Pennsylvania’s state-run health insurance program for low-income residents could run out of money in the next few months.
The adultBasic website warns its 43-thousand participants their coverage could stop at the end of February.
Pennsylvania’s four Blue Cross/Blue Shield health insurance providers agreed in 2005 to fund the program through the end of this year, but a revenue source hasn’t been agreed to for 2011 onward.
Governor Ed Rendell's spokesman, Gary Tuma, says the solutions are limited.
"If money were to be taken from the General Fund, that would require legislative action. And, of course, there’s not a lot of excess money in the general fund right now, to put it mildly. Or, if funds were to be transferred from some other source, that would most likely require legislative action to approve some sort of fund transfer, assuming one could even be identified."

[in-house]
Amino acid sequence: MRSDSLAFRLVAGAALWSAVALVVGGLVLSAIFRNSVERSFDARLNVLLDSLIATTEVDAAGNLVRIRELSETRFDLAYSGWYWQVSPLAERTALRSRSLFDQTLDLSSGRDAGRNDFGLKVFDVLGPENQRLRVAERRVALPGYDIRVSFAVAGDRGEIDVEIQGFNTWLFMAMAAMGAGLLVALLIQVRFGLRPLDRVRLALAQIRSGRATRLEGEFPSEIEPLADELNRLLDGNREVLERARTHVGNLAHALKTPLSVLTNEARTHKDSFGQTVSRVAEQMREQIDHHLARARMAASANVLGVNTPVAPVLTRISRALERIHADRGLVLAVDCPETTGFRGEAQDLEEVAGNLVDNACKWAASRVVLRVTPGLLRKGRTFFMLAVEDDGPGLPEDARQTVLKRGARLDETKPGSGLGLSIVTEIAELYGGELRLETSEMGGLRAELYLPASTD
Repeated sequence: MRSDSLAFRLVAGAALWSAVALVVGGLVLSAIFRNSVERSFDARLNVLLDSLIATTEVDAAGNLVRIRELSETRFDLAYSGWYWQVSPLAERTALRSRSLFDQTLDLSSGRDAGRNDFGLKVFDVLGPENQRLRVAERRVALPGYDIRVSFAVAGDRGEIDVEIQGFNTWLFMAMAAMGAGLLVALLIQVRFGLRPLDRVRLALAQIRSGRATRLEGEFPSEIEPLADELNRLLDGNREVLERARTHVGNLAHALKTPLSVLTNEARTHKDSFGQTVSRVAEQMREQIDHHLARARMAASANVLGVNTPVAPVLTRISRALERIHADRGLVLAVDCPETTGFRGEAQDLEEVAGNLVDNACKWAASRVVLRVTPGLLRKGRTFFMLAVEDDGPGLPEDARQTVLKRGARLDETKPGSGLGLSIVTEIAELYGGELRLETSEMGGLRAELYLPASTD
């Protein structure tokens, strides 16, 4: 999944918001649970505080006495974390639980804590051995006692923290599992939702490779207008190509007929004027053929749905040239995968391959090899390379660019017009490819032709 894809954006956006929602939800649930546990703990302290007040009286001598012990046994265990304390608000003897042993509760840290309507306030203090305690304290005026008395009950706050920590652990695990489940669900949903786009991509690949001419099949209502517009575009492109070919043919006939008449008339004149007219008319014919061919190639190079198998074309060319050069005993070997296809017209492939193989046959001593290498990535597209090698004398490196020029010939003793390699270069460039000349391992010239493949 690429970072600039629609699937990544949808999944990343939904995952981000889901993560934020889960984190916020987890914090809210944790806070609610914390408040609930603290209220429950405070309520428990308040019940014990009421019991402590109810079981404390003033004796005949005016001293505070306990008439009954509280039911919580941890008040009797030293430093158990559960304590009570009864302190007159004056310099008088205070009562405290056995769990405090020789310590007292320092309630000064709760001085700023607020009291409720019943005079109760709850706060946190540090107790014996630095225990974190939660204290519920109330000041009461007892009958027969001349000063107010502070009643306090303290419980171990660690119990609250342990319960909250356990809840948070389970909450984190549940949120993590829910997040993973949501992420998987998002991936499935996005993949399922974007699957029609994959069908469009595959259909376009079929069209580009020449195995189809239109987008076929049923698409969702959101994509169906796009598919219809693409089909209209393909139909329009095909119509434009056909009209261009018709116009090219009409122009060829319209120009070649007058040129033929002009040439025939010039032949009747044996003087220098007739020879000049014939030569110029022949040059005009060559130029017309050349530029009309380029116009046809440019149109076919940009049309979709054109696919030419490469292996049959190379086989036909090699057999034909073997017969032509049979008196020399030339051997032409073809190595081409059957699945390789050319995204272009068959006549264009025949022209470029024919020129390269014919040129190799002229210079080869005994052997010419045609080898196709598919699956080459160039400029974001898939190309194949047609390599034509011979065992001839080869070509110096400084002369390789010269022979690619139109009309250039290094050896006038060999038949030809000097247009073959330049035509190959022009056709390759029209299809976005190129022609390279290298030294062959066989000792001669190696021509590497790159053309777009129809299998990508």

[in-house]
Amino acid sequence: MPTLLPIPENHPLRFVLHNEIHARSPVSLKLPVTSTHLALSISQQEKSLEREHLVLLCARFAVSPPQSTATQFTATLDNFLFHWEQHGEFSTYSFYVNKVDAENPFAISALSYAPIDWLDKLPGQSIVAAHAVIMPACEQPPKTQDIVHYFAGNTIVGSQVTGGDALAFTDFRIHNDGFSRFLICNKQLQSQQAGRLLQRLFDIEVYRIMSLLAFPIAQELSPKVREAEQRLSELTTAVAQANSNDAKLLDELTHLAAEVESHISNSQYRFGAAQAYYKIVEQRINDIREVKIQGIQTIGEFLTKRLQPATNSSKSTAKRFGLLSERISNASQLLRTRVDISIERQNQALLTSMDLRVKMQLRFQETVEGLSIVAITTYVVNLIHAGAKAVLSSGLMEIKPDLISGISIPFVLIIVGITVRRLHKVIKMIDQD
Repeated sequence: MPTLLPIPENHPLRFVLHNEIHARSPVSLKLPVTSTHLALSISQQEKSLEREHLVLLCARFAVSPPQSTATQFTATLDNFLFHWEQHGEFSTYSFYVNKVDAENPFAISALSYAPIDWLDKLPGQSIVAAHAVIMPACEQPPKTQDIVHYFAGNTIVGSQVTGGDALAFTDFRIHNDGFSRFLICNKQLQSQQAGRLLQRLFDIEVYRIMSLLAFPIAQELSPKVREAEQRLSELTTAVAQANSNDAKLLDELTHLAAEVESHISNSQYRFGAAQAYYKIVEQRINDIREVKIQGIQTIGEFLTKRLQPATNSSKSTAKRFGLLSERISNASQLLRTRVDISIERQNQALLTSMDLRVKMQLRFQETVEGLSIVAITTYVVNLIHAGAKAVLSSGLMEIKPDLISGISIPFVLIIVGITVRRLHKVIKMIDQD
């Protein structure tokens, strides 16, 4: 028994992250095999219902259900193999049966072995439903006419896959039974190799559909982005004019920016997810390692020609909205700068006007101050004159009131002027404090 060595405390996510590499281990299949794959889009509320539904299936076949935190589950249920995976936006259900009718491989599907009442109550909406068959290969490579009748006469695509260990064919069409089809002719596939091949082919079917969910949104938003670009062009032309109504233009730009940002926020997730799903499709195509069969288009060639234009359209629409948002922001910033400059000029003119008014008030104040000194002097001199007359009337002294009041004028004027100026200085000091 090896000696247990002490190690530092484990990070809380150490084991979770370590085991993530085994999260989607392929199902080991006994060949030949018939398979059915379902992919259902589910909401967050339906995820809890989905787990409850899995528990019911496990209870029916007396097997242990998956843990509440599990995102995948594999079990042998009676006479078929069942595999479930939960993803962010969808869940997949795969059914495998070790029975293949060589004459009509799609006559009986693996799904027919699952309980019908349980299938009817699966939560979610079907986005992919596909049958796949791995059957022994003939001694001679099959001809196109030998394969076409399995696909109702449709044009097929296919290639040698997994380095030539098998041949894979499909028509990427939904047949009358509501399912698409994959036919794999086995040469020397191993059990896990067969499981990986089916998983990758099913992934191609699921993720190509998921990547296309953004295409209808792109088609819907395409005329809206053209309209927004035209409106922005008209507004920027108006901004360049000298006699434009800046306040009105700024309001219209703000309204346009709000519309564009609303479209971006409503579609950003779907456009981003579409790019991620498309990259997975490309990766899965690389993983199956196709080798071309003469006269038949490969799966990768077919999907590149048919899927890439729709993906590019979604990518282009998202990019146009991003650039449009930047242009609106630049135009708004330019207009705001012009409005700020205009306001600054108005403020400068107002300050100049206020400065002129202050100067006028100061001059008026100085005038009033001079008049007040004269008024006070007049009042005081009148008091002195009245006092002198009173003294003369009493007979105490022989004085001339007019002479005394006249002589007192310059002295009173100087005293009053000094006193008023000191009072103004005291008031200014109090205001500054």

Tuma says the insurance companies could agree to kick in more money, beyond the extra funds they’ve already given to keep the program running through February.
Kevin Harley, spokesman for Governor-elect Tom Corbett says the new administration wants to see a short-term solution. Why? Because the new health care law will change the landscape.
"Certainly there’s a lawsuit pending, but there are certain provisions that will take effect prior to 2014. And that’s when the law’s supposed to take full effect. There are some that will take effect before that. That will be a priority for Governor Corbett when he takes office, is sitting down and developing a plan and a solution."
A spokesman for Pittsburgh-based Highmark Blue Cross says the company is paying 32 million dollars more than it initially agreed to, in order to extend adultBasic into 2011. Mike Weinstein says Highmark and the three other Blue Cross/Blue Shield affiliates want to see a more widespread funding formula, if adultBasic goes forward.
Tobacco settlement money also funds adultBasic, but that revenue source is shrinking as well.